But before the main presentation, I discussed a few other topics related to skepticism. Let me say first that, particularly in the beginning this talk, was really more of a conversation than a lecture. Here is a link to the recording, if you want to check it out.
So, while you're listening to the recording, I thought I'd clarify a couple of my statements and offer a couple of corrections.
Here is the link for "Friday night at the Meaningful Movies," in Seattle.
The film was called "How to Make Money Selling Drugs." Here is the trailer:
Here is a link for Law Enforcement Against Prohibition.
Take 'im off the shelf, should have been "Talk 'im off the ledge."
Below is a link to part 1 a video of the "Best of Sam Harris," I admire the clarity and calm demeanor with which he delivers his arguments.
The Unpersuadables (The full title is The Unpersuadables: Adventures with the Enemies of Science) by Will Storr can be purchased from from Amazon at this link.
Boy, I really garbled this one. What I was trying to say is that in an unbiased test that you will get false positives or false negatives, simply because of statistical probability. An example is that if you flip a coin five times in a row, there is a statistical possibility that you will get five heads in a row. Actually, the exact probability, in a fair coin, of getting "heads" is 1 in 2X2X2X2X2 trials--or only once in 32 groups of 5 coin tosses--a pretty unlikely event. The way to obviate this is to increase the sample size. For example, if you toss a fair coin 6 times in a row the probability shrinks to once in 64 tosses. So, applying this to the highly-selected homeopathic studies, the higher the sample size, the less significant the data were. My statement that "for a percentage of the time you would expect your data to not support your hypothesis" was erroneous, very sloppy, logic. What I was trying to say is that "for a percentage of the time, you would expect your data to not support the UNDERLYING REALITY--just like the coin tosses. Sorry about that. I'll try and be more accurate next time. BTW, here is a link to the definition of type I and type II statistical errors if you want to learn more.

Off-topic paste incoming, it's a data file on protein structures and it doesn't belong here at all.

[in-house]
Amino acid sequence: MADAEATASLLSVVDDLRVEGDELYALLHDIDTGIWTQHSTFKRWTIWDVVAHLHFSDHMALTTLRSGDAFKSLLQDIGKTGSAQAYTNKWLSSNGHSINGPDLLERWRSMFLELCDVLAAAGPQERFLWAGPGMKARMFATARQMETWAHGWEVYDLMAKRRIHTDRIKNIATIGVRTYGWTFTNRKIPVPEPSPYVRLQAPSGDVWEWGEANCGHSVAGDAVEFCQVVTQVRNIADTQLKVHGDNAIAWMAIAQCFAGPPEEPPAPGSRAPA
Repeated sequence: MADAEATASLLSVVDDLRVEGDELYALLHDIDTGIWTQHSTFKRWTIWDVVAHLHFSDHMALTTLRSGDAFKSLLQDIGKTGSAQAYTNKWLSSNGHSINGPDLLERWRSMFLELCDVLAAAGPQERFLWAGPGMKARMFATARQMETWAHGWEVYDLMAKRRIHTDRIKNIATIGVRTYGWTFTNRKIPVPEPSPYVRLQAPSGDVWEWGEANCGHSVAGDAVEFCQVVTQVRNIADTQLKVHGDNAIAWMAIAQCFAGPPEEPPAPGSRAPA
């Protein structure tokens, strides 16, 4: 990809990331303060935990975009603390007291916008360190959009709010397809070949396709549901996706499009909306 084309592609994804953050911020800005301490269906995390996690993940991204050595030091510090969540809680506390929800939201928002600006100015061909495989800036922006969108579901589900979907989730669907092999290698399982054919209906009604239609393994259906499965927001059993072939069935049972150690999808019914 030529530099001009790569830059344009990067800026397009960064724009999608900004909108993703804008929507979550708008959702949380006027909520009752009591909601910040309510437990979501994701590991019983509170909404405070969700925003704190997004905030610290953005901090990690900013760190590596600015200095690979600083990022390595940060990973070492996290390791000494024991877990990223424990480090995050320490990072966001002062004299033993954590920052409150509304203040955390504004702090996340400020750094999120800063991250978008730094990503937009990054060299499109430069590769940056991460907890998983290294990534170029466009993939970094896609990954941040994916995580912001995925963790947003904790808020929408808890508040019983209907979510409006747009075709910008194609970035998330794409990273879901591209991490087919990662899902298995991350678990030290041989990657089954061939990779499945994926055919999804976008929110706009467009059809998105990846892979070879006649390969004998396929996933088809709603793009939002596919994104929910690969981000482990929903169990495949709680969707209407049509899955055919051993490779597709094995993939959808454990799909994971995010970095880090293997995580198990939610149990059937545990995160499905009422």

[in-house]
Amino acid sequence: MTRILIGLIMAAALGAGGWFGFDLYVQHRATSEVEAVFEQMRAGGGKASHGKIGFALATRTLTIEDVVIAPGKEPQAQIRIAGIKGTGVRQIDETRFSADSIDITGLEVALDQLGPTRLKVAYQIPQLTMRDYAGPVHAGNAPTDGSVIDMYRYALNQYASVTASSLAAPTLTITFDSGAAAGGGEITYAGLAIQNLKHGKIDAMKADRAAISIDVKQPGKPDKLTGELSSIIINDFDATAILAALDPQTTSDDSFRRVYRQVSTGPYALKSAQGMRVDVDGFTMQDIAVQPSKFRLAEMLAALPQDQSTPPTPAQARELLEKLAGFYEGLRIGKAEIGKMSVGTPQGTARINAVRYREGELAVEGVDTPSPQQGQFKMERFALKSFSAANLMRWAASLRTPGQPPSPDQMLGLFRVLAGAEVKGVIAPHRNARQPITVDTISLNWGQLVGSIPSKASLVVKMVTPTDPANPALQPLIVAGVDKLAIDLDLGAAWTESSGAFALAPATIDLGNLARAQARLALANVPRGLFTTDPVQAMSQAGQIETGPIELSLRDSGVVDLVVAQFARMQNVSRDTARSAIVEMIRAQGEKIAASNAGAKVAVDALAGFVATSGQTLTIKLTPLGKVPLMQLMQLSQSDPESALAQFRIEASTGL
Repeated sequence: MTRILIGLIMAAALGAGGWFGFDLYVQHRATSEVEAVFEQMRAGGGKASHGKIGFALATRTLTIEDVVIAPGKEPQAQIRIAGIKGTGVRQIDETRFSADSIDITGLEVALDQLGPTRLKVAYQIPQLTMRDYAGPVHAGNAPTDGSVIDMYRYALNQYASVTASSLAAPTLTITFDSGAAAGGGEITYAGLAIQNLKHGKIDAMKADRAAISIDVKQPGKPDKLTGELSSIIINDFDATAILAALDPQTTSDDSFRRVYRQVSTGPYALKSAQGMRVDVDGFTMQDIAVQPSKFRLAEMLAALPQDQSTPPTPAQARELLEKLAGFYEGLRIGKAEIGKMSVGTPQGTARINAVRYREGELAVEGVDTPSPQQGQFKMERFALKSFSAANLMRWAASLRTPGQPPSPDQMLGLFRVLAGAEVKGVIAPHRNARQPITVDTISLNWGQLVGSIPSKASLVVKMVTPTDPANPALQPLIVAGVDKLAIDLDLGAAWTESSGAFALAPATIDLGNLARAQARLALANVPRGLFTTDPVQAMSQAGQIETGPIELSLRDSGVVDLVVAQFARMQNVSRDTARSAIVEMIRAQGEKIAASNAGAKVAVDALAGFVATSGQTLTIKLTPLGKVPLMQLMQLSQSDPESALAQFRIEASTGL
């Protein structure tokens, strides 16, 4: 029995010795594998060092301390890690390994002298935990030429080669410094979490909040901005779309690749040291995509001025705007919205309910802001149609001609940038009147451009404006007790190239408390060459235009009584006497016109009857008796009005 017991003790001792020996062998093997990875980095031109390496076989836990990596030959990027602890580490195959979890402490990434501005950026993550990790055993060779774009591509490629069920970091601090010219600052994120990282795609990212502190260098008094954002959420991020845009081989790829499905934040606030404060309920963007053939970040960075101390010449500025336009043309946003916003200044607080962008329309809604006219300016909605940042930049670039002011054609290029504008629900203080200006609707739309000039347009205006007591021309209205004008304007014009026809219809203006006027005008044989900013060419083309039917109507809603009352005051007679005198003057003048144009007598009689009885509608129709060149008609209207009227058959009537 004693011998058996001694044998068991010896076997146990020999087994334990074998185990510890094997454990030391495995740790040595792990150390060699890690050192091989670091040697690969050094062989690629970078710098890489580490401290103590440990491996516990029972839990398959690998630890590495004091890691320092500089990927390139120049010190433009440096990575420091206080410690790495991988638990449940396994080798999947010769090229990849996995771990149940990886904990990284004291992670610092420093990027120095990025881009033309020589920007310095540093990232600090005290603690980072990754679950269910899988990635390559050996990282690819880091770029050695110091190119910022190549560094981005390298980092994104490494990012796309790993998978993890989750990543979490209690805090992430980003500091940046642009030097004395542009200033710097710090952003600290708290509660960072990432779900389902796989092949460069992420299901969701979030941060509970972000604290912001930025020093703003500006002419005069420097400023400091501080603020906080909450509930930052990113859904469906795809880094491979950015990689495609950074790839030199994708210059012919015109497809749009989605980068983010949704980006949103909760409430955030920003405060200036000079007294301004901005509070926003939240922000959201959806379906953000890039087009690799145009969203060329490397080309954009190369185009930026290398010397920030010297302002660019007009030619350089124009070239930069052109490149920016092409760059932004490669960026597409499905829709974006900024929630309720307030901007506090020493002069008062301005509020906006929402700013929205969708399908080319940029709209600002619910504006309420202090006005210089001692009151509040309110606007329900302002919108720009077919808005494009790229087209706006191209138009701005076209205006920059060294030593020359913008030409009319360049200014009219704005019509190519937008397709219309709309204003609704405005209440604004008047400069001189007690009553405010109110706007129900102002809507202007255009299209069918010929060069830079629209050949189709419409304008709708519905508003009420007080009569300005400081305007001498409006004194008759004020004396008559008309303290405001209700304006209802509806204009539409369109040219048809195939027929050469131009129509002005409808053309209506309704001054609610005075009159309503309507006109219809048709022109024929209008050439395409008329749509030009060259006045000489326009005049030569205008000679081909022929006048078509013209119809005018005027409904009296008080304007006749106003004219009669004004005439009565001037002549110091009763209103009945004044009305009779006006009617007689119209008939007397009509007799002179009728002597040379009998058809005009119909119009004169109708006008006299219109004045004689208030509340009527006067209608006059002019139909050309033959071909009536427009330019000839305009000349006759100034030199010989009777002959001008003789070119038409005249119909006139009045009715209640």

Here is the text of the quote from Will Storr's book:
Stories work against truth. They operate with the machinery of prejudice and distortion. Their purpose is not fact but propaganda. The scientific method is the tool that humans have developed to break the dominion of the narrative. It has been designed specifically to dissolve anecdote, to strip out emotion and leave only unpolluted data. It is a new kind of language, a modern sorcery, and it has gifted our species incredible powers. We can eradicate plagues, extend our lives by decades, build rockets and fly through space. But we can hardly be surprised if some feel an instinctive hostility towards it, for it is fundamentally inhuman.
Here is the short "preview" of an epigenetics lecture that I might give in the future:
The discussion was a little hard to hear, but what it was about was a comparison between Lamarckism and epigenetic change. If you're interested, here is a link that explains the differences.
The discussion was about the limits of scientific "proof." Actually, science doesn't really "prove" anything, it just leads to increasing liklihood of identifying truth. Here is a good video from Qualia that explains this concept clearly.
Here is a link to Phil Plait's arguments against the idea that the Apollo Program was a hoax.
This is where the actual talk about elephants began. For links related to this I refer you to my previous blog post. And, as I made clear in the audio, I don't know a dang thing about elephants. I am in no way am I an expert. So, feel free to disagree with everything I say.
In fact, feel free to disagree with anything I say EVER! What do I know? Do ya think?